1158d – Webinar – How to Discuss White on Black Racism with Transracial Adoptees
(November 2016) This training will review the particulars as to why police are more apt to pull the trigger on blacks than whites. Further, we will discuss the stress associated with living with the constant threat of being the next victim in a police-involved shooting. White adoptive parents and their children are rightfully concerned. Mindfulness has been shown to reduce and redirect these stressful stimuli in ways that are neuro-protective to the brain.
In an ever-increasing technological society fraught with information overload, Transracial Adoptees (TRA) are often stressed and anxious with no productive way to counter the insults. A growing corpus of research suggests that mindfulness among school age boys and girls has promising outcomes, having a profound impact on health, school performance (learning and memory) and social interactions. This webinar training will include the following learning objectives:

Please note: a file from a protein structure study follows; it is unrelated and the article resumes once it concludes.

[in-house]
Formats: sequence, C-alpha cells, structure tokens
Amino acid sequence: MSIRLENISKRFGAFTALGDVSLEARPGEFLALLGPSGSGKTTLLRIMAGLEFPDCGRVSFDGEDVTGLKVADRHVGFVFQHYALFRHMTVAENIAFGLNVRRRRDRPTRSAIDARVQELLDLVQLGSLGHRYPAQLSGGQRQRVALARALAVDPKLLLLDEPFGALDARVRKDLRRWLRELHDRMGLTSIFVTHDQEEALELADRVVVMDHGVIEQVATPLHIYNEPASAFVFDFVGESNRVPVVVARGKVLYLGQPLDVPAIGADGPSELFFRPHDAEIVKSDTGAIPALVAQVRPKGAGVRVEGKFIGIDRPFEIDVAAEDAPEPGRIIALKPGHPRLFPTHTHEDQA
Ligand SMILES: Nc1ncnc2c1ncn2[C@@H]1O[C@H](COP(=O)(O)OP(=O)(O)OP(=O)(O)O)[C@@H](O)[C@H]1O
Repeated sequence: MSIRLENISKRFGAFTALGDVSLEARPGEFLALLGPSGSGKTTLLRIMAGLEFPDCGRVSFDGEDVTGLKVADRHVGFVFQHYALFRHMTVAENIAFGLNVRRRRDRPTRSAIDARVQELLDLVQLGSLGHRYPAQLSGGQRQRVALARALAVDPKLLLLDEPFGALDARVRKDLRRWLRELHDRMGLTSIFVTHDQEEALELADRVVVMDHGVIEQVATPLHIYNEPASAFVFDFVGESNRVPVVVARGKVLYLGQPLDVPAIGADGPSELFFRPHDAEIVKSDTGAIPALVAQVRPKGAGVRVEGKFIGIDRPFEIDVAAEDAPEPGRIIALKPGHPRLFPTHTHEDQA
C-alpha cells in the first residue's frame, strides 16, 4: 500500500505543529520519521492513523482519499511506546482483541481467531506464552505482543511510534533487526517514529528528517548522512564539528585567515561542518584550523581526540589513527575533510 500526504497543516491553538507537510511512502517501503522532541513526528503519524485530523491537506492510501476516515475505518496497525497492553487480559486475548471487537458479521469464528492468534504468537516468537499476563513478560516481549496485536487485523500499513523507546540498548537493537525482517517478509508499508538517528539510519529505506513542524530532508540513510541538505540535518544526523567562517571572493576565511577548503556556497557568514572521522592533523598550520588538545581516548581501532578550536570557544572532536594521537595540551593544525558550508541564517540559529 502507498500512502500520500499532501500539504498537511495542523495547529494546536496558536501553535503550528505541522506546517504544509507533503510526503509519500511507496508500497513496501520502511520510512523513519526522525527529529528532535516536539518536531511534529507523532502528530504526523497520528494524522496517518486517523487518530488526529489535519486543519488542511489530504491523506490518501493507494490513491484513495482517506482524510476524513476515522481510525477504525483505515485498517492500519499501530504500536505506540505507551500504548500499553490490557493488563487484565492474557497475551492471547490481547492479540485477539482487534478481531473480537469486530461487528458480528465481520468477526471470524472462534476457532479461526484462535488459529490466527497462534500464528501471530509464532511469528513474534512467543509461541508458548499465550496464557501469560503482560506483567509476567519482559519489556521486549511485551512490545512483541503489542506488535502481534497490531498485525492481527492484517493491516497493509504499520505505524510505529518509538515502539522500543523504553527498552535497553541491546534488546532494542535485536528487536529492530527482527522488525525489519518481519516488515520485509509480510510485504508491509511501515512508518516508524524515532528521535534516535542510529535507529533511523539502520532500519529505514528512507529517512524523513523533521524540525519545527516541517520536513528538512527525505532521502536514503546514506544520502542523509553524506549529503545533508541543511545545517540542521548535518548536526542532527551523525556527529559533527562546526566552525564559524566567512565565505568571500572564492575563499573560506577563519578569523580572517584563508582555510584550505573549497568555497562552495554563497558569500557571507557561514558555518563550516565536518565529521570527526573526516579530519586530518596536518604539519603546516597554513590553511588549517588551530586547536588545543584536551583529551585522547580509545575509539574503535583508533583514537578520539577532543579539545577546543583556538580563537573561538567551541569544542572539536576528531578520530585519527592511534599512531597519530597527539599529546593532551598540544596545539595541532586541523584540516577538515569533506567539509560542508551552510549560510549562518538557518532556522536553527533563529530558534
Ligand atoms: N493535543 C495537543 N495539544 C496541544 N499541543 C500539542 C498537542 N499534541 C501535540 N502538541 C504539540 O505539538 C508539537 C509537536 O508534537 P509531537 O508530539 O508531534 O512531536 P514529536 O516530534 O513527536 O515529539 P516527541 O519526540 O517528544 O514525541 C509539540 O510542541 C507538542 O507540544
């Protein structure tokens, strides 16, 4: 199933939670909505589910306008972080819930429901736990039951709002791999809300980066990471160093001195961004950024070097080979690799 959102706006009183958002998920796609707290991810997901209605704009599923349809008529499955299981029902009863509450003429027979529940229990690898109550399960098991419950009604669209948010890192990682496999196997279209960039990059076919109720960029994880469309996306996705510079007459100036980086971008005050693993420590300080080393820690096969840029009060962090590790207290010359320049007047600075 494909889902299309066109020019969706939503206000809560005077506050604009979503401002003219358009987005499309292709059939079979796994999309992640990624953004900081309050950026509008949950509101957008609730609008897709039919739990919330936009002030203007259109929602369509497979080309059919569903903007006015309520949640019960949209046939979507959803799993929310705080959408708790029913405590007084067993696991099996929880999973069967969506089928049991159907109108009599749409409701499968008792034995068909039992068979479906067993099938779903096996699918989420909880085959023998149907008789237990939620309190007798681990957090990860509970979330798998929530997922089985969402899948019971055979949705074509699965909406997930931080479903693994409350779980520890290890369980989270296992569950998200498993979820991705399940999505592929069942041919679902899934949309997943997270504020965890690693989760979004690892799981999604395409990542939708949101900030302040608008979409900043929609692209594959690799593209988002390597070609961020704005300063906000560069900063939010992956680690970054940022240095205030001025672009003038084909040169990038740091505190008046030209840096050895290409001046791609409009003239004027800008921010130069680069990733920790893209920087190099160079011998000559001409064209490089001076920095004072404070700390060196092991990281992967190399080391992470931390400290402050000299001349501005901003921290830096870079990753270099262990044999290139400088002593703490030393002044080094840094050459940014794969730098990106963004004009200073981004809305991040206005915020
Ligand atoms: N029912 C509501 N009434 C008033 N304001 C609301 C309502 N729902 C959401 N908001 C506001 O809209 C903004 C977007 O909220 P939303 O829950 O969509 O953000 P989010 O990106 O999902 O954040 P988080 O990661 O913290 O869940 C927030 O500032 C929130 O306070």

- Brief history of race and policing
- Adoption and white privilege
- Why love just isn’t enough
- Understand the science behind mindfulness can help TRA families
- Discuss how the research on adolescents can prepare treatment
- Gain an understanding of why mindfulness is an antidote for living in a white racist society
- Guided-mindfulness practice
Dr. Darron T Smith is a faculty member at the University of Memphis in the Department of Sociology. He is frequent political and cultural commentator for Huffington Post on various issues of inequality in the form of racism, classism and other systems of U.S. based oppression. He has also contributed to various forums from Religion Dispatches and ESPN’s Outside the Lines to The New York Times and Chicago Tribune op-ed sections. Dr. Smith’s research spans a wide myriad of topics on including healthcare disparities, Religious Studies, Race & Sports, Stress & Mindfulness, Transracial Adoption and the Black Family. His current research focuses on healthcare workforce discrimination involving African American physician assistants. His is the author of When Race, Religion & Sports Collide: Blacks Athletes at BYU and Beyond, was recently released to critical praise in November 2016.